Poisonous Houseplants: 10 Indoor Plants for Pet Owners and Parents to Avoid
It’s a sad but inevitable discovery in the journey of plant parenthood: some of your indoor plants just aren’t safe if you have pets or small children. While beautiful to behold, many popular genera of houseplants are toxic, whether mildly or severely. Worse, still others can cause skin irritation with too much handling.
The good news is that with a bit of planning, you can find out which poisonous houseplants to avoid, assess risk to your pets and family, and still have a vibrant and gorgeously green indoor plant collection.
Here are 10 poisonous houseplants that, though we adore them, should be incorporated with caution if they’ll be accessible to your children or pets. But before we get started, a word of clarification: “toxic” is a relative term, and the severity of a reaction is going to have a lot to do with the degree of exposure (amount consumed), which plant species, and the particulars of your pet. Some poisonous houseplants product acute symptoms (like vomiting) that pass quickly. Others simply irritate the skin, whereas some can have more severe, life threatening effects if consumed in excess. This list is by no means meant to be exhaustive, and we definitely recommend doing further research (ASPCA has a great database for pet owners).
10 Poisonous Houseplants for Pet Owners and Parents to Avoid
Philodendron (and Monstera)
Starting with one of the heaviest hitters, Philodendron is a large genus of tropical plant, very popular for use indoors due to its wide variety of growing habits, leaf shapes and colors. This genus of plants is mildly toxic to humans, and toxic to both dogs and cats. Symptoms of exposure include: Oral irritation, pain and swelling of mouth, tongue and lips, excessive drooling, vomiting, and difficulty swallowing.
Members of this genus, related to the philodendron, often goes by the common name Arrow-head vine due to the shape of the leaves. While only mildly toxic, symptoms of exposure are similar to those listed above for Philodendrons.
The Zamioculcas Zamifolia, aka ZZ Plant, is one of those “tough as nails” houseplants that can survive just about anywhere, even in extremely low light. Unfortunately, it also happens to make the list of poisonous houseplants, and all parts of the plant are considered toxic to humans and pets.
Another of our favorite plants for use in low light environments, Sansevieria (reclassified into the genus Dracaena) is another toxic beauty, causing nausea, vomiting, and diarrhea if ingested.
Bird of Paradise
This tropical stunner, with large paddle-shaped leaves and bright, exotic flowers is a no-go for pets and children who are looking for a floral snack. Luckily, it’s mostly the flower and fruit that are toxic, and the nausea, vomiting, drowsiness caused are mild.
Though this plant is in the Asparagus genus (yes – like the vegetable!) it is by no means edible. A number of species go under the common name Asparagus Fern, but unfortunately the ones commonly used as indoor plants are poisonous, and exposure to the plant's sap can cause skin irritation.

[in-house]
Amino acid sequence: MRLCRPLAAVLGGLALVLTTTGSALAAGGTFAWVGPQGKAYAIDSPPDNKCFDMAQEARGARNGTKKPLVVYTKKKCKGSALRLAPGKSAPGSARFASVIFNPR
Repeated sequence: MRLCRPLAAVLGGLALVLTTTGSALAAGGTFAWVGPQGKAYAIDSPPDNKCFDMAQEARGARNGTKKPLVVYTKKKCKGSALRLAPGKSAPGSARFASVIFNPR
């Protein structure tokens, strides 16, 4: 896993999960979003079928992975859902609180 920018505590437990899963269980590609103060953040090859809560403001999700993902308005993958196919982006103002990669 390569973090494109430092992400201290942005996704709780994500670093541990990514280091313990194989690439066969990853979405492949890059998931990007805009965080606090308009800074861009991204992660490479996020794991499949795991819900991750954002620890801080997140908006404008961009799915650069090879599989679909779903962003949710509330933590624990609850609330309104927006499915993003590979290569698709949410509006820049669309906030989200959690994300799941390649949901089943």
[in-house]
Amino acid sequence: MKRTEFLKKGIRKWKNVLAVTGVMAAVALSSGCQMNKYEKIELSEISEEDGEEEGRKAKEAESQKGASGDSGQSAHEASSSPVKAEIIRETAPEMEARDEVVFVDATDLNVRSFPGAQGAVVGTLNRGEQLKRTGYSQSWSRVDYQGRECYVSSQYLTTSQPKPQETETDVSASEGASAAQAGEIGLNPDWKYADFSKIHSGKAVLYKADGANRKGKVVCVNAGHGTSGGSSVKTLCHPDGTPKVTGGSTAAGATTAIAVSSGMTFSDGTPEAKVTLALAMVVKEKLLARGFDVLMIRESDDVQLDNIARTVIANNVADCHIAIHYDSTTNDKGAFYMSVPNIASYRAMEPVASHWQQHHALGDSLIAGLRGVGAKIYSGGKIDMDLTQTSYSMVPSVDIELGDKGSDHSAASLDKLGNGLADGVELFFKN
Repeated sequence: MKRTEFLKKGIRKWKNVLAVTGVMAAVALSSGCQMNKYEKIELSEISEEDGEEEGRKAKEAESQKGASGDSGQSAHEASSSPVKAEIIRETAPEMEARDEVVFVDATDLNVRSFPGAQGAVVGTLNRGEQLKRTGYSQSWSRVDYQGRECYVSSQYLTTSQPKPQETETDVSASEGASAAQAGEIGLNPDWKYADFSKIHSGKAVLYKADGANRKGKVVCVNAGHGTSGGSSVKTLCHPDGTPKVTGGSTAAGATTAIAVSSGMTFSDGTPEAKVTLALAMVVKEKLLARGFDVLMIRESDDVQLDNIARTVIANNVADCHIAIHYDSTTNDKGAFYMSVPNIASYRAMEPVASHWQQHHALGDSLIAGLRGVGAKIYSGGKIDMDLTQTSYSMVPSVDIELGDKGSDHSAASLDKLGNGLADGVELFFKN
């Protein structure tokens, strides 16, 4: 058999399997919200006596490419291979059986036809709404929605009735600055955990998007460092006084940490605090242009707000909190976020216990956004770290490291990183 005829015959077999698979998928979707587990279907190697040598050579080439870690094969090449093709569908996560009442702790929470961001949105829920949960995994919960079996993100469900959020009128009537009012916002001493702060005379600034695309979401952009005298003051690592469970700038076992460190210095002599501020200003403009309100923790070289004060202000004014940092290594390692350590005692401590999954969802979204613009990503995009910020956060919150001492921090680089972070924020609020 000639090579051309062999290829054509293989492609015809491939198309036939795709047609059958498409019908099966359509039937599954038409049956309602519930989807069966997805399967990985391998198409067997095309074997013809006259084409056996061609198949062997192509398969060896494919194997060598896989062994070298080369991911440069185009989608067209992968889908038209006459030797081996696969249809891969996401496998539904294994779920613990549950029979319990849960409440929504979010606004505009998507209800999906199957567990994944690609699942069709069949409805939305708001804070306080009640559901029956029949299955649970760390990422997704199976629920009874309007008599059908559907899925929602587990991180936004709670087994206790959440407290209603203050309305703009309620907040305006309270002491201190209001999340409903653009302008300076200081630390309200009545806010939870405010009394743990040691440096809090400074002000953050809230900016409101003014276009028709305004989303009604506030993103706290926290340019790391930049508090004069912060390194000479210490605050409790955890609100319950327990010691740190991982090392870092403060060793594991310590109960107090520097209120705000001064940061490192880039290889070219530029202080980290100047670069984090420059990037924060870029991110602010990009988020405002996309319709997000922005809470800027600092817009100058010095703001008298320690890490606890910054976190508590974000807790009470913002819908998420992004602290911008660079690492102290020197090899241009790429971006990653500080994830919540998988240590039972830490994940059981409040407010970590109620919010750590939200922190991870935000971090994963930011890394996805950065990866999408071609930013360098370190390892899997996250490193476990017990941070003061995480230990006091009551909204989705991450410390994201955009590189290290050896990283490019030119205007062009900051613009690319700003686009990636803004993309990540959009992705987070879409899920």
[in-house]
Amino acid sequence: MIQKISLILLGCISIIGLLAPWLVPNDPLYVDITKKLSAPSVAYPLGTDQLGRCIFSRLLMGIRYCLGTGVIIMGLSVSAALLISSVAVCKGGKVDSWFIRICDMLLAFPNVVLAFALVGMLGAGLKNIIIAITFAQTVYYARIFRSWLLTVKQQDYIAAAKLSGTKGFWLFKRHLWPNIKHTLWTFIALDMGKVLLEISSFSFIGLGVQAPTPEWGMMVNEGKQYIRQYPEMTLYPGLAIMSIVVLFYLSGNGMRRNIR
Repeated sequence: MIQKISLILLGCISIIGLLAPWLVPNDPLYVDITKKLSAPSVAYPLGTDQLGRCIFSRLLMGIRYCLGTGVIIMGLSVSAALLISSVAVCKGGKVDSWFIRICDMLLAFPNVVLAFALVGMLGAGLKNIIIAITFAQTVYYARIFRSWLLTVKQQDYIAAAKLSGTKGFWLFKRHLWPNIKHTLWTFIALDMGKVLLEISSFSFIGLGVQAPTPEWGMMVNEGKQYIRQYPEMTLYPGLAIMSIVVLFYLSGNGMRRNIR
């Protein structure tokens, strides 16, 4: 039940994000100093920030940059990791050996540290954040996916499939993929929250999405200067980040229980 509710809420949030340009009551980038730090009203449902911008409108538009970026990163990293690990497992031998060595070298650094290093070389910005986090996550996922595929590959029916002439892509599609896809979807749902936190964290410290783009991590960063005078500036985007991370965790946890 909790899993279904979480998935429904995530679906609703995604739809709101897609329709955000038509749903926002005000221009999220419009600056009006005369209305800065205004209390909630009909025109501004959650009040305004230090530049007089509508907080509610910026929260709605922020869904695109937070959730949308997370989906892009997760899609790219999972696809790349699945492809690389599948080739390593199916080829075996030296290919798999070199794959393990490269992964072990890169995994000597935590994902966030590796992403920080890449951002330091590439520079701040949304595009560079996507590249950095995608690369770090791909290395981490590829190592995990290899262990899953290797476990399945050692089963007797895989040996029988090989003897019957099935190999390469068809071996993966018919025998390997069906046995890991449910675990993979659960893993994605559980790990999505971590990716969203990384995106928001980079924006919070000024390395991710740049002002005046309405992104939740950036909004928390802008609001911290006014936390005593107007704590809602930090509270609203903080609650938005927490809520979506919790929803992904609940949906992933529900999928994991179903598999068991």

The Schefflera genus boasts some lovely specimens that make great floor trees for medium light. Make sure to keep the kids and pets away, though, as ingestion can cause major irritation in the mouth, excessive drooling, and vomiting.
Ah, Euphorbia. Members of this extremely varied genus (some plants look very similar to cacti, others are herbaceous and hardy outdoors!) contain a white sap that causes major skin irritation (itchy rash!) with even a little exposure. Ingestion causes similar irritation inside the body.
This classic member of the Crassula genus is considered toxic to dogs, cats and humans alike, causing vomiting, depression, and incoordination if ingested.
It may seem strange that Aloe, praised and widely used for its medicinal, skin healing properties, would be listed here amongst poisonous houseplants. While the gel is considered edible, ingestion of other parts of the plant can cause vomiting, lethargy and diarrhea
Consider your Risk Factors
Though it might be worth omitting the above specimens from your indoor plant collection, it’s important to consider your risk factors. Do you have small children that might nibble on your floor plants? Does your cat like to play with and chew on foliage? Will your pup nibble on the trunk of that tree? Depending on your home, your critters, and which plants, you might be able to reduce your risk by implementing some good spatial planning.
Spatial Planning Tips:
- Use a plant hanger to hang poisonous houseplants out of reach of your pets and kids
- Consult our list of pet-safe indoor plants, and pull from these when considering your floor plants which will be most accessible to pets and kids.
- Make use of your furniture: bookshelves, cabinets — even the top of the fridge — make great homes for plants that your dog of kids can’t get to. Keep in mind, cats tend to reach even the most far off places.
- Educate! Let your kids know that it’s not safe to nibble on plants.
- Consider purchasing a mounted plant to make them even more inaccessible to pets and children.
Want to grow poisonous plants but have pets or curious kids? Read about growing plants in harmony with pets.
If you're looking for pet-friendly plant recommendations, check out our blog about pet-safe plants.
Have any other pet and kid-safety tips for plants to share? Questions about your collection? Share with us in the comments!